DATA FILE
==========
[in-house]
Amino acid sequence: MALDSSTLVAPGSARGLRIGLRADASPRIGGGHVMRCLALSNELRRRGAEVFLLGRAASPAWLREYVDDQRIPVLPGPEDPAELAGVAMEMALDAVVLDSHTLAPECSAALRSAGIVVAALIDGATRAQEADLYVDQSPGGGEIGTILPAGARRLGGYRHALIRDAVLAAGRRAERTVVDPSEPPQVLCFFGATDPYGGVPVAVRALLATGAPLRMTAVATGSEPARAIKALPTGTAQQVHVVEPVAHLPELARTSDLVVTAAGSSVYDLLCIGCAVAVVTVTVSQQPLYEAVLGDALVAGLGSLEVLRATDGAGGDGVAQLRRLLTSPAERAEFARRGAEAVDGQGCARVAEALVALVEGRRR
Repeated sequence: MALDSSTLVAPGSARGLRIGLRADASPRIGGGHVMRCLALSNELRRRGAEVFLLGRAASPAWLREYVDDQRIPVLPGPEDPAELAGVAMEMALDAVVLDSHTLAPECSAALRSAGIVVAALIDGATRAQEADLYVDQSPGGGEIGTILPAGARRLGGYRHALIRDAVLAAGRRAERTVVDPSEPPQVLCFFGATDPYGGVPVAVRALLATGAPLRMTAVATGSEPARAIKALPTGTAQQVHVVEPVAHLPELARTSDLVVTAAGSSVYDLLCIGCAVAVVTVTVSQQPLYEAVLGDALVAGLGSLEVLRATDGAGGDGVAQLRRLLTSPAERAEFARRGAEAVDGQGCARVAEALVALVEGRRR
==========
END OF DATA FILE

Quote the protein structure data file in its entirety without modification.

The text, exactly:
[in-house]
Amino acid sequence: MALDSSTLVAPGSARGLRIGLRADASPRIGGGHVMRCLALSNELRRRGAEVFLLGRAASPAWLREYVDDQRIPVLPGPEDPAELAGVAMEMALDAVVLDSHTLAPECSAALRSAGIVVAALIDGATRAQEADLYVDQSPGGGEIGTILPAGARRLGGYRHALIRDAVLAAGRRAERTVVDPSEPPQVLCFFGATDPYGGVPVAVRALLATGAPLRMTAVATGSEPARAIKALPTGTAQQVHVVEPVAHLPELARTSDLVVTAAGSSVYDLLCIGCAVAVVTVTVSQQPLYEAVLGDALVAGLGSLEVLRATDGAGGDGVAQLRRLLTSPAERAEFARRGAEAVDGQGCARVAEALVALVEGRRR
Repeated sequence: MALDSSTLVAPGSARGLRIGLRADASPRIGGGHVMRCLALSNELRRRGAEVFLLGRAASPAWLREYVDDQRIPVLPGPEDPAELAGVAMEMALDAVVLDSHTLAPECSAALRSAGIVVAALIDGATRAQEADLYVDQSPGGGEIGTILPAGARRLGGYRHALIRDAVLAAGRRAERTVVDPSEPPQVLCFFGATDPYGGVPVAVRALLATGAPLRMTAVATGSEPARAIKALPTGTAQQVHVVEPVAHLPELARTSDLVVTAAGSSVYDLLCIGCAVAVVTVTVSQQPLYEAVLGDALVAGLGSLEVLRATDGAGGDGVAQLRRLLTSPAERAEFARRGAEAVDGQGCARVAEALVALVEGRRR